64 Peter Weinberger 28 October
65 Allison Baden-Clay 4 November
66 The Black Widow 11 November
67 The Battle of Alcatraz 18 November
68 Escape from Alcatraz 25 November
69 Gary Patterson 2 December
70 The Kimberley Killer 9 December
71 Elodie Morel 16 December

2018Edit

Case Title Date Notes
72 Wilhelmina Kruger and Anna Dowlingkoa 13 January
73 The Lady in the Barrel 17 January
74 Eric Coy 20 January
75 Graeme Thorne 27 January
76 Silk Road 10 February Part 2–17 February
Part 3–24 February
77 Mia Zapata 11 March
78 The Janabi Family 17 March
79 Rayna Rison 25 March
80 Beth Barnard 8 April Bonus Interview - 11 April
81 Brian Wells 15 April
82 Maria Korp 22 April
83 Chantelle and Leela McDougall, Tony Popic 6 May
84 Lesley Molseed 12 May Part 2–19 May
85 Tom Brown 3 June
86 Amy Allwine 9 June
87 Elaine O'Hara 16 June
88 Stephen Hilder 7 July
89 Ella Tundra 14 July
90 Hoddle Street 28 July
91 Carly Ryan 4 August
92 Dnepropetrovsk Maniacs 11 August
93 Susan Snow and Bruce Nickell 25 August
94 Millie & Trevor Horn, Janice Saunders 1 September
95 The Vampire of Krakow 8 September
96 The Toy Box 22 September Part 2–29 September
Part 3–6 October
97 Rebecca Schaeffer 20 October
98 The Pillow Pyro 27 October
99 Becky Watts 10 November
100 The Beaumont Children 17 November
101 Sian Kingi 24 November
102 Britt Lapthorne 1 December
103 The Gonzales Family 15 December
104 Mark and John 22 December
- Q&A with Anonymous Host 29 December bonus episode

2019Edit

Case Title Date Notes
105 Louise Bell 26 January
106 Peter Nielsen 2 February Part 2–9 February
107 Lucie Blackman & Carita Ridgway 23 February
108 The Kicevo Monster 2 March
109 Belanglo 23 March Part 2–30 March
Part 3–6 April
Part 4–13 April
Part 5–20 April
110 Muriel McKay 4 May
111 Shauna Howe 18 May
112 Rachel Barber 25 May
113 Brendan Bernard 1 June
114 Elisa Claps & Heather Barnett 15 June
115 Operation Cathedral 22 June
116 Chloe Ayling 29 June
- From the Files 06 July Updates to cases 3, 21, 23, 24, 53, 54, 76, 86, 87.
117 Hannah Foster 13 July
118 The Chicago Tylenol Murders 21 July

ReceptionEdit

Along with the recent rise in true crime podcasting, as seen in Serial or S-Town, the series has been reviewed positively by several sources:[17][7]

Rolling Stone (22 July 2016):

As Casefile points out in their tagline, fact is scarier than fiction. But what the podcast might really prove is that fact is even scarier when told in a thick Australian accent – especially when accompanied by ambient, pulsing noise from a trio of professional sound designers and musicians. In each weekly episode, which can run anywhere from 20 minutes to an hour and a half, the narrator... calmly tells a story of a devastating Australian crime. The podcast expertly covers murder and abduction, sometimes walking the listener through the criminal's trial, and other times discussing potential theories for a crime whose perpetrator was never caught.[1]

Evening Standard (28 March 2017):

The Australian-made show, which launched in January last year, has regularly featured in the UK’s top 10 podcasts on iTunes in recent months. It also regularly reaches the top 50 in the US chart, rising as high as fourth last July. ... Its mini-series on Yorkshire Ripper Peter Sutcliffe received 5.8 million downloads — the most for a single case since the launch. Its most popular single episode was on British tourist Peter Falconio ... [which] has more than 4.2 million downloads. A series covering the Moors Murders ... had more than a million downloads in four days.[4]

Download statistics by iTunesChart.net state that Casefile has charted in the top 100 in 5 regions, with peak ranking positions of the podcast including: Australia (1), Canada (4), Germany (68), United Kingdom (11), and United States (7).[18] In Australia, the podcast has consistently been in the top 10 since May 2016.[19] Overall, as of July 2019, individual episodes have been downloaded more than 275 million times.[20]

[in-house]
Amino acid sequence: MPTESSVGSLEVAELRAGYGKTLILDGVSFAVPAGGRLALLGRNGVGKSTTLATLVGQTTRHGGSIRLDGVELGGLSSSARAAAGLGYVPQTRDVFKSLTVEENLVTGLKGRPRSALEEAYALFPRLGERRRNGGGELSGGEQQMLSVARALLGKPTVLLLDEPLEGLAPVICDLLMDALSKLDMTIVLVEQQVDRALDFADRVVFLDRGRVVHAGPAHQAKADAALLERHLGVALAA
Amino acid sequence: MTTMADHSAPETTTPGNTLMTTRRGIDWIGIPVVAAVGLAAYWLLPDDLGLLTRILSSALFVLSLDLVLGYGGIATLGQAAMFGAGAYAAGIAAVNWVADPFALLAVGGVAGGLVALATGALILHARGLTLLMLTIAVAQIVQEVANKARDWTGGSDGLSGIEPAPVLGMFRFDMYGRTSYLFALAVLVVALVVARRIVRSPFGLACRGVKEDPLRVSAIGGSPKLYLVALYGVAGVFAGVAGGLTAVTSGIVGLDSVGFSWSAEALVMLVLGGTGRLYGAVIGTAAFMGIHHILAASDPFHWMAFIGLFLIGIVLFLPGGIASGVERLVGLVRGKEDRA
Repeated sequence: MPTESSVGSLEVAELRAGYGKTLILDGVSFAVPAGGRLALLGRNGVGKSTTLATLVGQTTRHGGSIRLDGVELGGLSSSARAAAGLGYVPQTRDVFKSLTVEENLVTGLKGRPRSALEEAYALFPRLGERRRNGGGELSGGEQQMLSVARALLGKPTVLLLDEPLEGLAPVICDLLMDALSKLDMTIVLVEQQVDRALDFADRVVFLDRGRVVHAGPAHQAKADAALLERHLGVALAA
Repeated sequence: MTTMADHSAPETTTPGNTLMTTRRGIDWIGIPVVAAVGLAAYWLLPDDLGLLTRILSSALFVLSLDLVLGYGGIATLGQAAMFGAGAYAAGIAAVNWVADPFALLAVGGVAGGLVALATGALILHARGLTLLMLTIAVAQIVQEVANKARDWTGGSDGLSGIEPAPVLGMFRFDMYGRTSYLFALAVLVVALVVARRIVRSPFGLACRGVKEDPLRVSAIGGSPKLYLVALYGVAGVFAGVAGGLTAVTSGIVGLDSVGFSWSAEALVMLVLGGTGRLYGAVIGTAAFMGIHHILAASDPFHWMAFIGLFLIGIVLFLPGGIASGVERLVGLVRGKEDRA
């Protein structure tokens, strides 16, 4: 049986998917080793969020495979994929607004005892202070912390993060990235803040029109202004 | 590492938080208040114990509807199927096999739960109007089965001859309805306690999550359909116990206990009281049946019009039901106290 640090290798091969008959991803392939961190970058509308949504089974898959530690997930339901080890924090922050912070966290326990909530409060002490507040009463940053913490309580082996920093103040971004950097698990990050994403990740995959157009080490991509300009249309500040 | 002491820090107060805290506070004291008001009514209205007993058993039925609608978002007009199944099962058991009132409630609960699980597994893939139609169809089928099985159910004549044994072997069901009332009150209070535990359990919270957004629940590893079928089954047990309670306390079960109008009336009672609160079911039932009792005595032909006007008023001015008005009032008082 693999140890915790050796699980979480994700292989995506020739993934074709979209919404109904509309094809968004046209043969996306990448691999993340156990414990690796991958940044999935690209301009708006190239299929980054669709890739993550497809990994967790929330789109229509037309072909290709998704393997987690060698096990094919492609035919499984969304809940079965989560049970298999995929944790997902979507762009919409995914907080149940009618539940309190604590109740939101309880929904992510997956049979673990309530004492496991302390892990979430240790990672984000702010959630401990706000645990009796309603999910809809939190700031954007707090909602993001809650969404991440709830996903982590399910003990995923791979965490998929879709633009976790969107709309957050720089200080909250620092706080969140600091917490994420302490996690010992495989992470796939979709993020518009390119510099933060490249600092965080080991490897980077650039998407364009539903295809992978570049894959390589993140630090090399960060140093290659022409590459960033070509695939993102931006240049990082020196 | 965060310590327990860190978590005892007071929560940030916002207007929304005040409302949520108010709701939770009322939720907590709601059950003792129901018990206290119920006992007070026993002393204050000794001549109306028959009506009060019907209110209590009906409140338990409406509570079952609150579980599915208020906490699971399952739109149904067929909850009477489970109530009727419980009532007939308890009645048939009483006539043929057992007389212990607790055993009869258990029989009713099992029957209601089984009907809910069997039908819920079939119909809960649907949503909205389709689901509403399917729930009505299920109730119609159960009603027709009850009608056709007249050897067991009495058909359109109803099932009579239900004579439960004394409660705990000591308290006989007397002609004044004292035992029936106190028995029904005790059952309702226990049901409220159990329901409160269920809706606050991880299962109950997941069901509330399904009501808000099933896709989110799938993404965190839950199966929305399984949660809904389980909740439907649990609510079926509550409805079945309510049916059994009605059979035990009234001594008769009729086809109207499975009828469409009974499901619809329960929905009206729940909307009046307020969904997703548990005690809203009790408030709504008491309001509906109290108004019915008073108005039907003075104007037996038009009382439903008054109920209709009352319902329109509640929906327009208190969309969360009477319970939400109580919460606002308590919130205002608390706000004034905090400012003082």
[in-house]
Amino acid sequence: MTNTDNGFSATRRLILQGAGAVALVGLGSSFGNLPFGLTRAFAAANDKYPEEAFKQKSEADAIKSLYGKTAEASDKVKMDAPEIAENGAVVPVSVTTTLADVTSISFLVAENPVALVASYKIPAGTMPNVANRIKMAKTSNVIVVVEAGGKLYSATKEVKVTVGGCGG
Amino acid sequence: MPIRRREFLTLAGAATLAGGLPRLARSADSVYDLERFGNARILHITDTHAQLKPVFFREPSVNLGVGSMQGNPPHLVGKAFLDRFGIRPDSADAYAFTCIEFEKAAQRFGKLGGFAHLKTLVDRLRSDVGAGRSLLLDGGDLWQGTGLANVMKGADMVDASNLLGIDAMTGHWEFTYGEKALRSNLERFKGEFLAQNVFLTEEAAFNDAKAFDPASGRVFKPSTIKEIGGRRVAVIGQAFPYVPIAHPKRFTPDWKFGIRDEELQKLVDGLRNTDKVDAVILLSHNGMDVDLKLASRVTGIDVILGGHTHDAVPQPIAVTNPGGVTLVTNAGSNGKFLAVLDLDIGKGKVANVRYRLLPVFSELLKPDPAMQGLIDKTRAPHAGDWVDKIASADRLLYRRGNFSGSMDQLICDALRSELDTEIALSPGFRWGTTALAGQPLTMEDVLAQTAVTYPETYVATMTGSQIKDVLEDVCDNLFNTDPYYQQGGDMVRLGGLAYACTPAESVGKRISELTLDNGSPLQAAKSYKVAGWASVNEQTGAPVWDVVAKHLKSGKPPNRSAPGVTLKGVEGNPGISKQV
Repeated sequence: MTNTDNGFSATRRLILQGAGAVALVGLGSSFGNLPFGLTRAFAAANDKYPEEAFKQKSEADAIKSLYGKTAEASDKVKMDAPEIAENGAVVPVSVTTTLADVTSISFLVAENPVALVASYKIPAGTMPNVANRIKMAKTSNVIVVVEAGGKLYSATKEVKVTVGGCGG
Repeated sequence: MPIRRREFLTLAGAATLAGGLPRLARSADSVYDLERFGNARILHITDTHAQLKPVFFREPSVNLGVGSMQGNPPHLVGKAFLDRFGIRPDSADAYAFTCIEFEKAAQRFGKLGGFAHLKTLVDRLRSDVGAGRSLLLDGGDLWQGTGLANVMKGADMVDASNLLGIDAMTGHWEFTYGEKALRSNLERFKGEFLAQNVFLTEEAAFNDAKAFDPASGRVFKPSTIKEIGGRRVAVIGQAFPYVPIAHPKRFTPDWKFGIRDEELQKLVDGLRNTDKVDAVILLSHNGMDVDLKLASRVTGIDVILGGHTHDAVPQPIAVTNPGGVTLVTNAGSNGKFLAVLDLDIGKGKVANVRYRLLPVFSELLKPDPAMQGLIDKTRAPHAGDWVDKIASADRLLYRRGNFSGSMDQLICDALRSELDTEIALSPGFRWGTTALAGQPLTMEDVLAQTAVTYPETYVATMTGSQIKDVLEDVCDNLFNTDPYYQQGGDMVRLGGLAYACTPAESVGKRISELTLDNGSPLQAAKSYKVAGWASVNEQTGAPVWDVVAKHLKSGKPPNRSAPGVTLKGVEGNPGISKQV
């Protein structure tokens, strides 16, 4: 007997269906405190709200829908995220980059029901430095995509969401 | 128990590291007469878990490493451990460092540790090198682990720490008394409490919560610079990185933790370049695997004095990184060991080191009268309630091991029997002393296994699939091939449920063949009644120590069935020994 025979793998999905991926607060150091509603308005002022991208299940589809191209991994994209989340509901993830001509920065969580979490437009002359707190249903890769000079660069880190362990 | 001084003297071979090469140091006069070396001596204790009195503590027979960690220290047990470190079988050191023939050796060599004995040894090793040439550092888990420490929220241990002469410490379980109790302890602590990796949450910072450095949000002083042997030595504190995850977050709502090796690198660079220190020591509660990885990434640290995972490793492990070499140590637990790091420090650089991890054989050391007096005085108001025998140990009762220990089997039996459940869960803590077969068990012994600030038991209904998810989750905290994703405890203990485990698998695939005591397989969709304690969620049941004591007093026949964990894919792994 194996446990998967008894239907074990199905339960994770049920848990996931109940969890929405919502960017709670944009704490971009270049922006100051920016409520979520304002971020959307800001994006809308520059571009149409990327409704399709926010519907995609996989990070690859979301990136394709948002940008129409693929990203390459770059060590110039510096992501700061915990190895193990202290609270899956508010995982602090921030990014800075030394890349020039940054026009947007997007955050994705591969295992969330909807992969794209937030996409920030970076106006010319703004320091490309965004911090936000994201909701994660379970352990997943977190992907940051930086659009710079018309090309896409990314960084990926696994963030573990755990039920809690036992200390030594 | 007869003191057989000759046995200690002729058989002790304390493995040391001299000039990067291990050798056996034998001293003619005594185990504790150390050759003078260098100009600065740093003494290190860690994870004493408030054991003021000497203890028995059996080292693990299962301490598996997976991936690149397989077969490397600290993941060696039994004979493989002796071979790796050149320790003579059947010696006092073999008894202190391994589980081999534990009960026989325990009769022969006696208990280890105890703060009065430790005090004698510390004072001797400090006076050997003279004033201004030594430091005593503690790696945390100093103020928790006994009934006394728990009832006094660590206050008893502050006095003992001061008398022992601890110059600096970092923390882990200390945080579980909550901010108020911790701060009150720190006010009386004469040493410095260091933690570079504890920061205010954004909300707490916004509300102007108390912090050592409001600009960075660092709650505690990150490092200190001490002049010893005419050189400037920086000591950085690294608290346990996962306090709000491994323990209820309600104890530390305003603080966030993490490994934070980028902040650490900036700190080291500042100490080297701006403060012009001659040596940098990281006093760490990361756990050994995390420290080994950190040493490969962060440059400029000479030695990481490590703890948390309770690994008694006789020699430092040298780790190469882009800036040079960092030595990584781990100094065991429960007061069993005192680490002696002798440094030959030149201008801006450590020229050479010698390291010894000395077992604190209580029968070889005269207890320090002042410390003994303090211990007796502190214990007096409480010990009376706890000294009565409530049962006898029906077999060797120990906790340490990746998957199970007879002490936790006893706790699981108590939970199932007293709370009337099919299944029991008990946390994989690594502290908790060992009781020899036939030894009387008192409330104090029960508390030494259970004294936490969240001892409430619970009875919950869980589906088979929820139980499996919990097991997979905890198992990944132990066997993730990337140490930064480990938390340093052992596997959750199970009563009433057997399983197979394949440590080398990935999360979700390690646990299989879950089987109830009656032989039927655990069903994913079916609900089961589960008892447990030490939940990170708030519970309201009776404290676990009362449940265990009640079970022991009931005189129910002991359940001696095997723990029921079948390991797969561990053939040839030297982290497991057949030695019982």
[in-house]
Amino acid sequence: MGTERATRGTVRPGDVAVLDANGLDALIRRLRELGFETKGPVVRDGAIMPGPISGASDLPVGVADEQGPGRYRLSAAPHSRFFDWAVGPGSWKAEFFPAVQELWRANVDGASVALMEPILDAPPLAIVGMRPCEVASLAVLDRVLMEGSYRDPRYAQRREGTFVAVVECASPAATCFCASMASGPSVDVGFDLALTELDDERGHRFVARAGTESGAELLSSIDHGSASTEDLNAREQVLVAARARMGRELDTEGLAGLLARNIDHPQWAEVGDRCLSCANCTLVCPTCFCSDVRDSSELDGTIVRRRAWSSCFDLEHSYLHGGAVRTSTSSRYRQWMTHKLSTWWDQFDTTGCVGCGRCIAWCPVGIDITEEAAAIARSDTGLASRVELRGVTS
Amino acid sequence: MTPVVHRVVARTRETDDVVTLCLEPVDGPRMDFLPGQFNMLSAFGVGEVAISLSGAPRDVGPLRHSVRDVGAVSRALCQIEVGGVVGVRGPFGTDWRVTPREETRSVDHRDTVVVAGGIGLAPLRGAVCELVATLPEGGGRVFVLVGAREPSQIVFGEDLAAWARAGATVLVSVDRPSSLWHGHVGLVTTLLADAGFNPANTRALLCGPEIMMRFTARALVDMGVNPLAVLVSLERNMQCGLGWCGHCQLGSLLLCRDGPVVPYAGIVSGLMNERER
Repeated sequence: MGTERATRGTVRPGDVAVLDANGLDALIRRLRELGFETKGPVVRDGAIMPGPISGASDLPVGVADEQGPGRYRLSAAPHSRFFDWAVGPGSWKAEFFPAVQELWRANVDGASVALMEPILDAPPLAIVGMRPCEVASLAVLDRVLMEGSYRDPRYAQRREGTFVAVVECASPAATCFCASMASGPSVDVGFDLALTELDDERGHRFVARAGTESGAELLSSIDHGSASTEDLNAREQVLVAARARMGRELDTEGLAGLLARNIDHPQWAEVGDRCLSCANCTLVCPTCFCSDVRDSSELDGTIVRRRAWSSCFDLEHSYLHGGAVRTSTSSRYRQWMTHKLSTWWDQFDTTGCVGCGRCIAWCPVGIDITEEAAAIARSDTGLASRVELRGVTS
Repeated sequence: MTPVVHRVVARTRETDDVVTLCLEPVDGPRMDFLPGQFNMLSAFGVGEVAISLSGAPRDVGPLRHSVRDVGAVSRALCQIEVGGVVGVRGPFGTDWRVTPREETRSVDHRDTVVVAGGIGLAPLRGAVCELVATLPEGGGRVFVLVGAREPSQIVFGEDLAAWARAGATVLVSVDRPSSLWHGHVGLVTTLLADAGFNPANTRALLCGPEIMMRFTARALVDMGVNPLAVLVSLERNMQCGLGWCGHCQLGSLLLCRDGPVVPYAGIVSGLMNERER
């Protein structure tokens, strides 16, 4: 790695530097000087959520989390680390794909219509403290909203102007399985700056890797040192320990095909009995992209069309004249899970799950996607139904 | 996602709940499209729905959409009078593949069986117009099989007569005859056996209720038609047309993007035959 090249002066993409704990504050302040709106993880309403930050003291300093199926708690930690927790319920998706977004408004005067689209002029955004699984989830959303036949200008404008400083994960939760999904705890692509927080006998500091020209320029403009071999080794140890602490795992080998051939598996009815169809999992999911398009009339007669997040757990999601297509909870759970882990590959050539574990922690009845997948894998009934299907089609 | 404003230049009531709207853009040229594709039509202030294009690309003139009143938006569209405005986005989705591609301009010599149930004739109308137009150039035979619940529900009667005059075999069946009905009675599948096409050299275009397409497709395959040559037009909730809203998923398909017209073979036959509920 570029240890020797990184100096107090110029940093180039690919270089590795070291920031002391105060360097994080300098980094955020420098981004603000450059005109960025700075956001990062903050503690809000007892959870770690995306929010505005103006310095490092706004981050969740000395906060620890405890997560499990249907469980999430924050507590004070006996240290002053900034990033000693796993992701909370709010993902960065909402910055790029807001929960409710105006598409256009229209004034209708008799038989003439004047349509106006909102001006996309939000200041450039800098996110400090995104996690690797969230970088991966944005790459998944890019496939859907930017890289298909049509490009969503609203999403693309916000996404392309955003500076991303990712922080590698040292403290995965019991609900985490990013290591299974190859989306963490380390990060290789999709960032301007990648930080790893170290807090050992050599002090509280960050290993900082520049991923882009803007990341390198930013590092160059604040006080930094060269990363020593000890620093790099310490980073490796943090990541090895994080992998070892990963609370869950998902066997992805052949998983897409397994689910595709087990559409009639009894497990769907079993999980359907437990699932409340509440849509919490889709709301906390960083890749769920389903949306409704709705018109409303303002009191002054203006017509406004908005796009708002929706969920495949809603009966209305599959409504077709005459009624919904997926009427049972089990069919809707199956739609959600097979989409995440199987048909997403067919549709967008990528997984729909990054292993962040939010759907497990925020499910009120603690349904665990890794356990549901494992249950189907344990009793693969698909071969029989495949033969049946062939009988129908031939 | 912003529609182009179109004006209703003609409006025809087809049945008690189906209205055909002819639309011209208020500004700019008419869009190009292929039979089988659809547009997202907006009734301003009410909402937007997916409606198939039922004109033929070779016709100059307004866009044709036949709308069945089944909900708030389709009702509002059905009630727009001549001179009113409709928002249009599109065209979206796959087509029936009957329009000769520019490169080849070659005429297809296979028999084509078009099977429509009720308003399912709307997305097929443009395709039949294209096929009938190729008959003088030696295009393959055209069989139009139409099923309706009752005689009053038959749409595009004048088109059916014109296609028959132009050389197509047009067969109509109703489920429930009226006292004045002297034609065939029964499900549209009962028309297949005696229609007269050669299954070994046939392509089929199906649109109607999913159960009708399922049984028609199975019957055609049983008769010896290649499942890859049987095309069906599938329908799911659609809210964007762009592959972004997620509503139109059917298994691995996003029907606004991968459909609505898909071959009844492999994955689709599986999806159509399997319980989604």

AwardsEdit

  • Best of 2016 (iTunes)[21]
  • CastAway 2017 Australian Podcast Awards[21]
  • Discover Pods award (Most Innovative Podcast 2017)[22]
  • Off the Charts 2017[21]
  • Podcasts (Best of 2018)

See alsoEdit

ReferencesEdit

  1. ^ a b Garber-Paul, Elisabeth (22 July 2016). "Beyond 'Serial': 10 True Crime Podcasts You Need to Follow". Rolling Stone. Retrieved 13 March 2018.
  2. ^ Goldin, Megan (15 May 2017). "5 Crime Podcasts That Are Better Than A Netflix Binge". Whimn. Retrieved 20 July 2019.
  3. ^ Schlesinger, Larry (6 January 2019). "From Phoebe's Fall to The Teacher's Pet: the 6 best true crime podcasts". Australian Financial Review. Retrieved 20 July 2019.
  4. ^ a b c d "Podcast becomes global hit as it examines UK's most notorious crimes". Evening Standard. Retrieved 13 March 2018.
  5. ^ "The best Australian podcasts to listen to right now". TechRadar. Retrieved 13 March 2018.
  6. ^ "AMA with the host of Casefile True Crime". WhatPods. Retrieved 13 March 2018.
  7. ^ a b c d "Casefile: True Crime Podcast creator reveals story behind popular series". pickle.nine.com.au. Retrieved 19 March 2018.
  8. ^ "9 Podcasts To Binge If You're Obsessed With True Crime". SHE'SAID'. 14 February 2018. Retrieved 13 March 2018.
  9. ^ Bulnes, Rebecca. "Our favorite podcasts of 2016". AUX. Retrieved 13 March 2018.
  10. ^ "Team - Casefile: True Crime Podcast". Casefile: True Crime Podcast. Retrieved 18 February 2019.
  11. ^ "Casefile True Crime". audioboom.com. Retrieved 19 March 2018.
  12. ^ "Inquest hears Strobel boyfriend suspected in death". www.abc.net.au. 9 July 2007. Retrieved 14 March 2018.
  13. ^ "Toby Moran's life under scrutiny by police 12 years after his girlfriend's mysterious death". NewsComAu. Retrieved 14 March 2018.
  14. ^ "Case 55: Simone Strobel by Casefile True Crime on Podchaser". Podchaser. Retrieved 14 March 2018.
  15. ^ "Casefile Is Dropping A Brand New Podcast Called 'From The Files' This Weekend". Pedestrian TV. 2 July 2019. Retrieved 4 July 2019.
  16. ^ "Casefile Presents - From the Files - a new Casefile show". Audioboom. Retrieved 4 July 2019.
  17. ^ "The 12 Best True Crime Podcasts Of 2018". LBC. Retrieved 19 March 2018.
  18. ^ "iTunesCharts.net: 'Casefile True Crime' by Casefile True Crime (International iTunes Chart Performance)". www.itunescharts.net. Retrieved 23 August 2018.
  19. ^ "iTunesCharts.net: 'Casefile True Crime' by Casefile True Crime (Australian Podcasts iTunes Chart)". www.itunescharts.net. Retrieved 23 August 2018.
  20. ^ "‎Casefile True Crime: Casefile Presents - From the Files - a new Casefile show on Apple Podcasts". Apple Podcasts. Retrieved 4 July 2019.
  21. ^ a b c "Welcome to Casefile: True Crime Podcast". Casefile: True Crime Podcast. Retrieved 19 March 2018.
  22. ^ "The 2017 Discover Pods Awards Winners | Discover the Best Podcasts | Discover Pods". Discover the Best Podcasts | Discover Pods. 15 December 2017. Retrieved 13 March 2018.

External linksEdit